Regarding Count Four, Atria points to Ms. Atria's allegation that she complained to human resources that "she felt she was being penalized for reporting her concerns about discrimination in the workplace and for being a lesbian", and argues that it is insufficient to make a claim under Title VII because complaining about sexual orientation discrimination is not opposition to a practice that Title VII forbids. Id. at 7-8.

B. Kimberly Adkins' Response

In her response, Ms. Adkins asserts that she did not receive her "right to sue letter" from the Equal Opportunity Employment Commission (EEOC), informing her of their adoption of the MHRC's finding, until April 30, 2014. Pl.'s Opp'n at 2. She maintains that she "could not have filed the complaint without the right to sue letter from the EEOC" and argues that fairness demands that the "90 day limit should be tolled until Plaintiff had received a right to sue from both administrative agencies". Id. She maintains that her claims under Counts One and Two are timely and should not be dismissed. Id.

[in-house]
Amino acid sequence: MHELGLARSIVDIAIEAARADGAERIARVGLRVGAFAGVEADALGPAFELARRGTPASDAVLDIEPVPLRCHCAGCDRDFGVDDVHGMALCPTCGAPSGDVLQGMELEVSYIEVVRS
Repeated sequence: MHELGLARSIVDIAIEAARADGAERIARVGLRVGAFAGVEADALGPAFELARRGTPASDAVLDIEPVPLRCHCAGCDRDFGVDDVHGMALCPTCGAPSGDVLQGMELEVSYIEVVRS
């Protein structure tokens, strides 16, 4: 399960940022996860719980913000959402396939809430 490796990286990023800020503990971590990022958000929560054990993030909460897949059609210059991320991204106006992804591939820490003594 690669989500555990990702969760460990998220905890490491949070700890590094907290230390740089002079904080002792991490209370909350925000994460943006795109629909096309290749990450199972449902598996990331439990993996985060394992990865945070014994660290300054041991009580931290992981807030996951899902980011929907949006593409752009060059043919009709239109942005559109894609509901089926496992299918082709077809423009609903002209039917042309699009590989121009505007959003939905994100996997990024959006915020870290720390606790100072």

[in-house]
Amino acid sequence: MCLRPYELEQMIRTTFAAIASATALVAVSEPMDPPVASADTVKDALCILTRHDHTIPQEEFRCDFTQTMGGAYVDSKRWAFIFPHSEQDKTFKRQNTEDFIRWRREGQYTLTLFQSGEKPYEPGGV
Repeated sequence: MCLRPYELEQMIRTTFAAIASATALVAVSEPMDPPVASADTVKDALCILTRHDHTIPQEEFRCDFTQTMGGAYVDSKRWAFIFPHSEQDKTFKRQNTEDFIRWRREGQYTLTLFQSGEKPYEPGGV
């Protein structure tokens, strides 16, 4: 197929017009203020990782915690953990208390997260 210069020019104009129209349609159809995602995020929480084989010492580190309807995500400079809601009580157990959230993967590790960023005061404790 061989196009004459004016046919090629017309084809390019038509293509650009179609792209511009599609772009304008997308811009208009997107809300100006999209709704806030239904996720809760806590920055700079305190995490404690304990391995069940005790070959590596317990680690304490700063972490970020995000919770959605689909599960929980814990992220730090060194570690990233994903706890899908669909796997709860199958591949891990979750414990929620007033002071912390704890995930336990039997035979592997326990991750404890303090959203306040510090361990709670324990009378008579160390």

Regarding Count Three, Ms. Adkins maintains that she alleged additional facts that supported her Title VII claim under theories of sex stereotyping and disparate treatment. Id. at 3. She maintains that she was "reprimanded for not playing nice'" and "was also not allowed to reprimand a subordinate or follow the appropriate steps to have the subordinate disciplined" because she was a woman. Id. at 4. She also maintains that she provided sufficient evidence of disparate treatment by alleging that she successfully performed her job but was terminated from her position, and that male employees similarly ...